Imperium I and II
Robert Harris, adapted by Mike Poulton
Royal Shakespeare Company
It might have been less pithily titled Decline and Fall of the Roman Republic, the story based on the Robert Harris trilogy about the orator and politician Cicero during the 25 years or so around the time of Julius Caesar.
It’s a monumental undertaking to transfer the momentous events of the novels—conspiracy, revolt, assassination and war—onto the stage, even though adapter Mike Poulton has largely dispensed with the first volume of the set to concentrate on the last five years of Cicero’s life.
And even then, with a total running time of over seven hours for both parts of Imperium, it did seem on those uncomfortable seats in the Swan as if Poulton faced an immensely difficult task of trying to pour a gallon of material into a quart-sized amphora.
Harris has described his agreement “with great reluctance” to leave out Cicero’s first courtroom triumph in the play, but he must have got his way to some extent, for there it pops up, recounted, as many off-stage occurrences must be, by Joseph Kloska as Cicero’s lively minded secretary Tiro.
That clever, thoughtful actor Richard McCabe, whose features always seem to indicate a fomenting stew of ideas within, gives a phenomenal performance of endurance and complexity as Cicero. Enter the zealous scourge of corruption, arise the wise consul and protector of a sort of democracy amid dirty politics, witness his fatal, faulty assumption that he can “praise, raise, erase” the unknown, up-coming 19-year-old Octavian, Caesar’s soon-to-be autocratic successor.
It was a pity that audiences at the performance before press night missed seeing the indisposed McCabe. Had this not been the case, he would have been on stage in this massive role for 11 hours in 28. Add dressing time etc., it does raise questions about timetabling.
I love watching the exceptional Joe Dixon, even though he does seem to be brought into the RSC to play roles on a specialist range from raging bull (the conspiratorial aristocrat Catiline) to mad dog (a drunken, spewing, foul-mouthed Mark Antony).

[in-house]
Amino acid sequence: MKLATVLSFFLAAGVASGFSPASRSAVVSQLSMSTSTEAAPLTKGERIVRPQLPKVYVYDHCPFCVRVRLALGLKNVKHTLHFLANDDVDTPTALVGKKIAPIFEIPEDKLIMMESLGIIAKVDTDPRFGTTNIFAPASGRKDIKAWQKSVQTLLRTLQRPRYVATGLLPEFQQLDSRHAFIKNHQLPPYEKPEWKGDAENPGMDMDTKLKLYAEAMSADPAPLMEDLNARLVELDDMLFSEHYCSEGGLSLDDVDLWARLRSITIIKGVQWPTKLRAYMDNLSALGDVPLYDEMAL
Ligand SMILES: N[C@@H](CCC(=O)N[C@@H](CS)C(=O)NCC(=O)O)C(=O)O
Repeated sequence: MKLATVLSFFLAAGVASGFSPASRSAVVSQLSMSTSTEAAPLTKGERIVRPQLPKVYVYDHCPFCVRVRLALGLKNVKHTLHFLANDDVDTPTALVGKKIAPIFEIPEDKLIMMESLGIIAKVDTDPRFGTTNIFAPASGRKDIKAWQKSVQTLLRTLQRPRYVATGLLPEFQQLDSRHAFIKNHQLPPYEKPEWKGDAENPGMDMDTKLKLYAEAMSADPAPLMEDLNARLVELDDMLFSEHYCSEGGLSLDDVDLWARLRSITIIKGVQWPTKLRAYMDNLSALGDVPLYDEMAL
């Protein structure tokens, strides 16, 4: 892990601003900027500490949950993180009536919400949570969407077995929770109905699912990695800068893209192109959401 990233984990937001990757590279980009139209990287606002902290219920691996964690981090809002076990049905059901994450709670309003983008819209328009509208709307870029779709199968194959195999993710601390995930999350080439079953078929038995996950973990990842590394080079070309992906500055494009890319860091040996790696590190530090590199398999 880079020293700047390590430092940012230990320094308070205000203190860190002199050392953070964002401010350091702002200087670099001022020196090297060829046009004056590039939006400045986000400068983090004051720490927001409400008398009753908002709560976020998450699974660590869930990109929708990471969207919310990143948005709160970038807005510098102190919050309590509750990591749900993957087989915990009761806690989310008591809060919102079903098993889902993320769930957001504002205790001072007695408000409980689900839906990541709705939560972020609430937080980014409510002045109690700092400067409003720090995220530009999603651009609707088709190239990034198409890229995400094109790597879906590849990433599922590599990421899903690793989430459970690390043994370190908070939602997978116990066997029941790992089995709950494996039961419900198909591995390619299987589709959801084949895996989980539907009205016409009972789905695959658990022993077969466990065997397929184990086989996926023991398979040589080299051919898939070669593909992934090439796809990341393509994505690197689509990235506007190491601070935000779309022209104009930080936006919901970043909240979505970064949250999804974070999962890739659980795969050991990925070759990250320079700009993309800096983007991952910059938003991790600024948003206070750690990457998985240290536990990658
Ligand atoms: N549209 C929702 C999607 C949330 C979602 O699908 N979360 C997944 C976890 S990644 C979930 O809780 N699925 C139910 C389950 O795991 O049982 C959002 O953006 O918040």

While Dixon raves, it is through calculation and guile that Peter De Jersey’s Caesar stalks the capitol as the Cicero’s true adversary, a role to be assumed later by Oliver Johnstone’s Octavian, whose chilling, unnatural conviction in his own divinity has been hidden by gestures of of friendship and conciliation.
Poulton also adapted Wolf Hall for the RSC, and there seem parallels between Cicero and Thomas Cromwell in their mixture of moral sense and political acumen, with both epic dramas lightened by the caustic wit of their main protagonists.
Imperium, modestly described by Harris as “West Wing-on-Tiber”, never quite ascends to Hilary Mantel’s level of insight, but it comes closest to matching its drama when the history is put on pause and the personal confrontations take over—McCabe as a Rumpole-like courtroom orator, his confrontation with Caesar’s Realpolitik, and the moment of his humiliation by the 19-year-old Agrippa, whose merciless judgement is delivered by Pierro Niel-Mee with the steely precision of a soldier.
There are contemporary resonances too, and an audible gasp of recognition as Cicero opines, "Stupid people tend to vote for stupid people."
Director Greg Doran hastens the action as much as he might without losing clarity, complemented by Paul Englishby's percussive score and Anthony Ward's simple but effective design, against a backdrop of huge mosaic eyes, and presided over by a great heavenly body, Jupiter or Mars as appropriate.
Thrilling? Exhausting? Unless of a strong constitution, I’d advise seeing the plays on separate days to relieve the brain and bottom.
Reviewer: Colin Davison